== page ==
On Sally MacNichol’s first day volunteering at a battered women’s shelter, she received a call from a pastor. She had barely managed to answer and say “Sanctuary for Families” when he began to yell at her to bring home a woman from his parish who had sought refuge there.
“He was yelling into the phone, ‘Get that woman home! How dare you—she belongs with her husband! Those children belong with their father!” MacNichol said of the experience that launched her 30-year career combating domestic violence.
“I was really shaken. I call that my baptism by fire. It was a call to make it my ministry to figure out how faith, theology, and religious communities intersect with this terrible problem.”
MacNichol, PhD, the co-executive director of CONNECT, a New-York-based nonprofit organization dedicated to preventing interpersonal violence and promoting gender justice, was the keynote speaker at the Graduate School of Religion and Religious Education’s fourth annual pastoral counseling conference on May 6.
The daylong conference, “Spiritual Geographies of Domestic Violence,” discussed the stark realities of interpersonal violence and the ways faith communities can better serve survivors.
Intimate partner violence and domestic violence is defined as any actual or threatened physical, sexual, psychological, emotional, verbal, spiritual, or economic abuse that impairs one’s ability to function in a “self-determining or healthy way,” said MacNichol. Abuse is often coercive and recurrent, and the intent is for the abuser to maintain power and control.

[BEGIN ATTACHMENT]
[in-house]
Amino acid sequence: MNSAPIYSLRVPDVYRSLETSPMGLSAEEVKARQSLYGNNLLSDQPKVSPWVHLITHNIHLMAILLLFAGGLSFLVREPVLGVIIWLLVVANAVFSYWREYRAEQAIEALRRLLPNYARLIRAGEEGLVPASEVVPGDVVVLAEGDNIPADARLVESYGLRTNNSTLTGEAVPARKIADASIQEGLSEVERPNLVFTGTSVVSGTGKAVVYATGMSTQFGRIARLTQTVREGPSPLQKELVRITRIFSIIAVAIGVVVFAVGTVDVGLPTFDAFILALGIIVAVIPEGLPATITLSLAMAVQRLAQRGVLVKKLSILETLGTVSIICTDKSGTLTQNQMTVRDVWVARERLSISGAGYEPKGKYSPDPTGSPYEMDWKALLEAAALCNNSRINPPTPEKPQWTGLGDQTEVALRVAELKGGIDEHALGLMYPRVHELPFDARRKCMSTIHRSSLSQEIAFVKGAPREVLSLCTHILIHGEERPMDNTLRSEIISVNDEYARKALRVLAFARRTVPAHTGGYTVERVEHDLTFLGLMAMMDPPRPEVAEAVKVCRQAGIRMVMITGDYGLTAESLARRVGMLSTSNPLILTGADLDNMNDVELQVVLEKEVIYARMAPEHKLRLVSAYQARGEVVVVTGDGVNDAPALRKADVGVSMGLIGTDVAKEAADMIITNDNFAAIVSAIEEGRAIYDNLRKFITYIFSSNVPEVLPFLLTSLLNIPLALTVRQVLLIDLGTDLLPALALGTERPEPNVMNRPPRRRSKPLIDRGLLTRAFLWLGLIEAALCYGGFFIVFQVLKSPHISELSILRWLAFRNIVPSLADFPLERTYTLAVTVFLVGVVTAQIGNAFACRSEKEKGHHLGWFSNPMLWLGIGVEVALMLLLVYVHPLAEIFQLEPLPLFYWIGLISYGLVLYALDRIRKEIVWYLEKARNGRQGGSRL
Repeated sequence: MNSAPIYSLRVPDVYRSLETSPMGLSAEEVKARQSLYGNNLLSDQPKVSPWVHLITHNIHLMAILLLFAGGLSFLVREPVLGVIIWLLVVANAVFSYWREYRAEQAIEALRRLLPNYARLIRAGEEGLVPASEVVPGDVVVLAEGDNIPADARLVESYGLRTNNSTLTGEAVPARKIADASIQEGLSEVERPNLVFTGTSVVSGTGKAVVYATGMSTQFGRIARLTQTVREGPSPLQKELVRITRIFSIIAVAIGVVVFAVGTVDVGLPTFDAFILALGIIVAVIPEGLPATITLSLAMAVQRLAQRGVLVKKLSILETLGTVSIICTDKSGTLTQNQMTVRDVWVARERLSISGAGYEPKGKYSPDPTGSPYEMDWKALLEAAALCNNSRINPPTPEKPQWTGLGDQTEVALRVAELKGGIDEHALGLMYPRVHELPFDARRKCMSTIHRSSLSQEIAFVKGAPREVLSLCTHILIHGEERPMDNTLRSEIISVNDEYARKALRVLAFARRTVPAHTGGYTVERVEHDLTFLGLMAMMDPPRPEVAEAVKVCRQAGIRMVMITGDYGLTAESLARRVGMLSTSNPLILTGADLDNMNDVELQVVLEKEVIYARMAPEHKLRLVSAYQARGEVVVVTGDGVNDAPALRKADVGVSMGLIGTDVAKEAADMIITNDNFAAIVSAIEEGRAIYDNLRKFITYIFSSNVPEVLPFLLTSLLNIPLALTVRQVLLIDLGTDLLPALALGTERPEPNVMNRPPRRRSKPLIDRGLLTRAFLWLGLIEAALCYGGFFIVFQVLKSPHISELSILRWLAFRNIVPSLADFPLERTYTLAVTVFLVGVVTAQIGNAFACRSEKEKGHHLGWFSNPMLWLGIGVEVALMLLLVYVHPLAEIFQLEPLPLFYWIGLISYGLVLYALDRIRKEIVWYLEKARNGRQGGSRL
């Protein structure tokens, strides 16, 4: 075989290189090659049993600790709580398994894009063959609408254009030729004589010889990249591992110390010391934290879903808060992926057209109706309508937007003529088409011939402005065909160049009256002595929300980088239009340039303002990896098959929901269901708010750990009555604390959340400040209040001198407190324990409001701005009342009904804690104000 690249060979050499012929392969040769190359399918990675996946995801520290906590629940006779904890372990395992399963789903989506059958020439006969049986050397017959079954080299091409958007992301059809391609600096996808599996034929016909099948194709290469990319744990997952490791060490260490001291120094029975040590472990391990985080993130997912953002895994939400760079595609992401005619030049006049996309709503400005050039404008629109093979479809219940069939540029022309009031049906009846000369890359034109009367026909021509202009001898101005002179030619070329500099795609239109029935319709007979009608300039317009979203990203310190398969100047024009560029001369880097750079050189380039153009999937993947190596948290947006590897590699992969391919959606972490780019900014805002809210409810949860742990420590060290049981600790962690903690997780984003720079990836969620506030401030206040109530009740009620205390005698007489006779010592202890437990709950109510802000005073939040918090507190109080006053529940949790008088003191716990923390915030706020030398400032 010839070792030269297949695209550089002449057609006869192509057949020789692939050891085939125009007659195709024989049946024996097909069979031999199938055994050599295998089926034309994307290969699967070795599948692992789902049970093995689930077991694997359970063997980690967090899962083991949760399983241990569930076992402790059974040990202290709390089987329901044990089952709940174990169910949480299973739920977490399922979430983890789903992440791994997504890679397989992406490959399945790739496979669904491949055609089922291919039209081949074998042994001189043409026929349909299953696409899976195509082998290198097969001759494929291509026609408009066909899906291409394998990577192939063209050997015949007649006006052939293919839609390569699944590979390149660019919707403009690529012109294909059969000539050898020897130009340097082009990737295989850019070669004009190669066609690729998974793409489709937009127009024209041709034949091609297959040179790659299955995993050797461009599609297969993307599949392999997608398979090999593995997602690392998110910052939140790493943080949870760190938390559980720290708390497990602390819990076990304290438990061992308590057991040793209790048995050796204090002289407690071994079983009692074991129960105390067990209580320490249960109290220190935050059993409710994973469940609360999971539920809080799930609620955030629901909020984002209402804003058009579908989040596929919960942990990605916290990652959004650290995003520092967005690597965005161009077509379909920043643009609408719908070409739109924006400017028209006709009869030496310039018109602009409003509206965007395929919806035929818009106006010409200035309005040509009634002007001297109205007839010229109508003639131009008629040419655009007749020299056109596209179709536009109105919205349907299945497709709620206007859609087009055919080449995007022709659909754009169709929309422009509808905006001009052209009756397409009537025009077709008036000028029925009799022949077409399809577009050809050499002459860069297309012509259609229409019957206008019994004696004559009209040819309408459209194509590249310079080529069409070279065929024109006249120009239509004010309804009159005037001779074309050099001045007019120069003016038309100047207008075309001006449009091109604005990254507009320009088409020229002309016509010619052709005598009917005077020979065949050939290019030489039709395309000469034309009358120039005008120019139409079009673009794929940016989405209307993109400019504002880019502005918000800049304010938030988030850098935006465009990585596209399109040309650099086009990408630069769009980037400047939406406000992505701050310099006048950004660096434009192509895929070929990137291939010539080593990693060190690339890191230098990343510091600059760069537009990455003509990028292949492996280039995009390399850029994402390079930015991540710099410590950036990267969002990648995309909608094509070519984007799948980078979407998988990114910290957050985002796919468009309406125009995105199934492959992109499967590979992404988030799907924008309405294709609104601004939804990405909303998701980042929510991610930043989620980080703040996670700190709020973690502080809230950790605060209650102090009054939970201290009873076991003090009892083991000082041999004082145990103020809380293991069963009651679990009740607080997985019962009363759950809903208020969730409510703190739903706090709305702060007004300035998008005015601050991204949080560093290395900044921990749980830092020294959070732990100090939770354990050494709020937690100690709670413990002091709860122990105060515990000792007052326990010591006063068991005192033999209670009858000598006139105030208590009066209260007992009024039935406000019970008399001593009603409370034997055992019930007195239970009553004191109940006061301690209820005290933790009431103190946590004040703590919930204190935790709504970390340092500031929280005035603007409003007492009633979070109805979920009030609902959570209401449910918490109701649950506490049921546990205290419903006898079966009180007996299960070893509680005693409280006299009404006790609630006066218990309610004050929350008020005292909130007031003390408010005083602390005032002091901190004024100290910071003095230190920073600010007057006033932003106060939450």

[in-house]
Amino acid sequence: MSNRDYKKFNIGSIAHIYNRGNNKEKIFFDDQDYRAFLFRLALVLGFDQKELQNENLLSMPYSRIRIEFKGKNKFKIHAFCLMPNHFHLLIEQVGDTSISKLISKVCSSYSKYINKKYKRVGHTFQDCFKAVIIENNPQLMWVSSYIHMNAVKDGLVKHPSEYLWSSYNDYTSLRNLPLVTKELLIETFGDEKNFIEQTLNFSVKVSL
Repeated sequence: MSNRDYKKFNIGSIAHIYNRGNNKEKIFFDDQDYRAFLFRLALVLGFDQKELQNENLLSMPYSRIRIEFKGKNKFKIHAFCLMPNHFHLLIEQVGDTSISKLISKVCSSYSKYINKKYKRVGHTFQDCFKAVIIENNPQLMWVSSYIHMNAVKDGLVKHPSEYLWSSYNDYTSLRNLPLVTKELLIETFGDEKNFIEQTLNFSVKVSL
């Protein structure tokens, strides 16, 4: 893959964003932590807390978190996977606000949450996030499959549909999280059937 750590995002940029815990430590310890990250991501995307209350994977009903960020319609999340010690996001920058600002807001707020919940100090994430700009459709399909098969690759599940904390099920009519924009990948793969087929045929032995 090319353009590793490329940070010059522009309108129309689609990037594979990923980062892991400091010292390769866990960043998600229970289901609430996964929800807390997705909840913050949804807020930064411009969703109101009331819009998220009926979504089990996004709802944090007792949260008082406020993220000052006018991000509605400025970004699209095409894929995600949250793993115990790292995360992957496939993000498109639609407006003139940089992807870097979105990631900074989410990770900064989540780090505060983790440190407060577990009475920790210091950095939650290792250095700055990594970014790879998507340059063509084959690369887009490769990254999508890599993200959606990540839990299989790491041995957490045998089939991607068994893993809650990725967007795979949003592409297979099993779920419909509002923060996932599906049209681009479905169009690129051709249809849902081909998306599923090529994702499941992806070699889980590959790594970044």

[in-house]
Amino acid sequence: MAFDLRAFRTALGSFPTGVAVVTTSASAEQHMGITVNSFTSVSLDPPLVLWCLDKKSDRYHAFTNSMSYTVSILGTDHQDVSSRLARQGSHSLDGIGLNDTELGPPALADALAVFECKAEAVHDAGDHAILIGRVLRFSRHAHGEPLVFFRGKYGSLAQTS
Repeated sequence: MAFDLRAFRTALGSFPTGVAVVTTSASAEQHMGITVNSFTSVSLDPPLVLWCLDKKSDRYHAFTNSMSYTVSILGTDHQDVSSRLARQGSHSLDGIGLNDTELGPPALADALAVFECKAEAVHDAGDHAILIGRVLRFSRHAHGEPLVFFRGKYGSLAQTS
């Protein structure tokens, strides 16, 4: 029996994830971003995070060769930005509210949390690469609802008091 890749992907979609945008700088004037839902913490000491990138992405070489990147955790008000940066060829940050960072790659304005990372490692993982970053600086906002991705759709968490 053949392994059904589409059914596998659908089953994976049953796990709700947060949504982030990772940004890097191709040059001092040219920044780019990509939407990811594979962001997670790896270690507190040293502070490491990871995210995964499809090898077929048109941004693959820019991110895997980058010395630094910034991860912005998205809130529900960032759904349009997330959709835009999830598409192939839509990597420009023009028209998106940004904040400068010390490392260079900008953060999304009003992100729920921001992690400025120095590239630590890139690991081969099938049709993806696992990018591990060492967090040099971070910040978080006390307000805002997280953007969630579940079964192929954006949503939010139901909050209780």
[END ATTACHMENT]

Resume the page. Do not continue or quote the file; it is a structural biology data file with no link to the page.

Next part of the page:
Faith-based and religious communities could be invaluable resources for women, men, and children in crisis, but lack of education and unwillingness to confront these issues cause these groups to mishandle abusive situations, MacNichol said.
“The bible is full of family violence,” said MacNichol, who was recently named one of New York’s New Abolitionists. “We need to start asking ourselves what in our theologies promotes domestic violence? What in our interpretations of scripture and communal practices allow us to turn a blind eye to, or even rationalize and directly participate in, domestic violence?”
Many people judge the severity of abuse by whether or not the victims are physically injured, but MacNichol stressed that all types of abuse can cause lasting harm. The stress of nonphysical abuse can have dire impacts on victims’ overall health. Moreover, because the damage is not visible, victims are more likely to question whether the situation is, in fact, abusive.
“There has never been a domestic violence survivor that hasn’t said to me that the emotional abuse was worse than the physical,” she said. “You can see bruises, and they heal. But you can’t see spiritual and emotional wounds, and these take a long time to heal.”
We need to become more aware and less tolerant of invisible abuses, MacNichol said, or else a wide swath violence will remain undetected and unresolved. Faith communities have the ability—and the responsibility, she said—both to lead these conversations and to reduce inflicting further harm on victims (for instance, working to save an abusive marriage at all costs, rather than helping an abused spouse who is trying to escape).
“When you’re preaching on Sunday, think about how it might sound to someone who is struggling with violence,” MacNichol said. “We have to think about [how we]can create safe spaces where people can come for help… where we can accompany them through the maze of self-doubt and shame.”
The conference also featured Jill Snodgrass, PhD, an assistant professor of pastoral counseling at Loyola University Maryland and an ordained minister in the United Church of Christ. Her talk, “The Prison Paradox: Liberated from Abuse Behind Bars,” detailed the pervasiveness of interpersonal violence and trauma histories among women in prison and the irony that these women find safety only after landing behind bars.